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United States v. Bagley - 473 U.S. 667, 105 S. Ct. 3375 (1985)


Consistent with the U.S. Supreme Court's overriding concern with the justice of the finding of guilt, in a case involving Brady materials, a constitutional error occurs, and the conviction must be reversed, only if the evidence is material in the sense that its suppression undermines confidence in the outcome of the trial.


Defendant Hughes Anderson Bagley was convicted of various narcotics violations in a bench trial in a federal district Court. Defendant moved to vacate his sentence, contending that his due process rights under the rule of Brady v Maryland. which required prosecutors to disclose material evidence favorable to an accused. Defendant argued that the prosecution had failed to disclose before trial that federal agents had contracted to pay the prosecution's only witnesses for information and testimony against defendant, despite a defense motion for disclosure of any inducements made to prosecution witnesses in exchange for their testimony. The district court denied the motion, finding beyond a reasonable doubt that a disclosure of these contracts before trial would not have affected its verdict because the witnesses' testimony had primarily related to other charges of which defendant had been acquitted and defense counsel had not attempted to discredit their relatively brief testimony concerning the narcotics charges. The United States Court of Appeals for the Ninth Circuit reversed, holding that the prosecution's failure to disclose requested information that the defense could have used to conduct an effective cross-examination impaired defendant's right to confront adverse witnesses, and therefore, required an automatic reversal of his conviction. The government sought further review in the United States Supreme Court.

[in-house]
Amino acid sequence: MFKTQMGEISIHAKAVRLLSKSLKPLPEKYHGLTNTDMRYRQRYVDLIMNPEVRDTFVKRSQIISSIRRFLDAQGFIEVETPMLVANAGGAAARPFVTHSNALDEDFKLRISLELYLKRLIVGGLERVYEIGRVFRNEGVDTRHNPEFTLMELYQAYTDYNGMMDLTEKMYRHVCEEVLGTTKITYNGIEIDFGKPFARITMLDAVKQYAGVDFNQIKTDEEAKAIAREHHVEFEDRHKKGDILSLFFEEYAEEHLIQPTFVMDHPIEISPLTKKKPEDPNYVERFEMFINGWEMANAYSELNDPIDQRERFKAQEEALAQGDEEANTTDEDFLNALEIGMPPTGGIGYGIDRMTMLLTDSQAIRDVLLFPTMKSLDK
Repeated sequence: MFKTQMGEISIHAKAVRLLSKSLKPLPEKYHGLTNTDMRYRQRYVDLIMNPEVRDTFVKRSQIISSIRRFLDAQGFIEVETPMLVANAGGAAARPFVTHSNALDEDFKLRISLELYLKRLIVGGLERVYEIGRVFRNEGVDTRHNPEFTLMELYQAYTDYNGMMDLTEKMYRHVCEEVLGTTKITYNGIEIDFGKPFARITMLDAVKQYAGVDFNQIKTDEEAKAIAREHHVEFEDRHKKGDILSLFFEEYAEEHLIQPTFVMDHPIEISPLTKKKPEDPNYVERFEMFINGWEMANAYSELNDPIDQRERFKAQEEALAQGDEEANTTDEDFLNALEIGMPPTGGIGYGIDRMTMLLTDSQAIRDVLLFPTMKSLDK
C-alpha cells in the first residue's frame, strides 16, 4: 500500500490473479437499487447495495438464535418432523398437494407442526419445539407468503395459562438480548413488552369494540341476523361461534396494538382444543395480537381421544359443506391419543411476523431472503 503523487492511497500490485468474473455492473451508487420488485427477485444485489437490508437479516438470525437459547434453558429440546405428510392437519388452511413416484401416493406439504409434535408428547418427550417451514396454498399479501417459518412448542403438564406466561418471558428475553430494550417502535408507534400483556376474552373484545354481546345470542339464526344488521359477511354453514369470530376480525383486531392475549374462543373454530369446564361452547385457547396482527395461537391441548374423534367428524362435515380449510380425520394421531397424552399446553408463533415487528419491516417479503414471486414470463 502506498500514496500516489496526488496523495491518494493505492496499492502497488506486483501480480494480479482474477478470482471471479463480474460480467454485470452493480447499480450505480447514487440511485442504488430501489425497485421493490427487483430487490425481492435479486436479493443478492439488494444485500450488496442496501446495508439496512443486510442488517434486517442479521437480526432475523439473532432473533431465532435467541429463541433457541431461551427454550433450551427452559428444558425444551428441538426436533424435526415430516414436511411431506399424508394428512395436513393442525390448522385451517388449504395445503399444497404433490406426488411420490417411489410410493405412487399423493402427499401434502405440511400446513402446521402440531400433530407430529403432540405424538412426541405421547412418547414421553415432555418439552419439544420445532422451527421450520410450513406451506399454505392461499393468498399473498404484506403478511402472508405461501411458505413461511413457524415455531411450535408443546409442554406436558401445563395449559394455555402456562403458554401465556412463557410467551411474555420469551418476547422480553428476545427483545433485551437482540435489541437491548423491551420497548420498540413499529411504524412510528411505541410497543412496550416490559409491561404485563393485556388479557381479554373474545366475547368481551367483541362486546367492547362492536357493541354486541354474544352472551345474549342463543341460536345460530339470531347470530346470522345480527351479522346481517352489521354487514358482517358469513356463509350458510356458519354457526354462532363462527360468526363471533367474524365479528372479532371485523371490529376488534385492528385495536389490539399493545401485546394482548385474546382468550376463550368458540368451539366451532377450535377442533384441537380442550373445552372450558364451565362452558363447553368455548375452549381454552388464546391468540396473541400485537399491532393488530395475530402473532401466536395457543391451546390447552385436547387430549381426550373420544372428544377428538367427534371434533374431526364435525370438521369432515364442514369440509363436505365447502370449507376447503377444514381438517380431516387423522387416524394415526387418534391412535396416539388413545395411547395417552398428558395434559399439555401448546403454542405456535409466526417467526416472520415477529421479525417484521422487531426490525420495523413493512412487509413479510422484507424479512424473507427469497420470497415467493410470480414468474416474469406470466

Did the prosecution’s failure to disclose information, which the defense could have used to conduct an effective cross-examination, impair a defendant’s right to confront adverse witnesses?


Yes, if the evidence is material.


The United States Supreme Court reversed the decision of the appellate court, and remanded the case for further proceedings. The Court held that prosecutor’s failure to assist a defendant by disclosing evidence that might be helpful in conducting cross-examination was a constitutional error only if the evidence was material in the sense that its suppression might have affected the outcome of the trial. According to the Court, the non-disclosed evidence at issue was material only if there was a reasonable probability that, had the evidence been disclosed to the defense, the result of the proceeding would have been different. 

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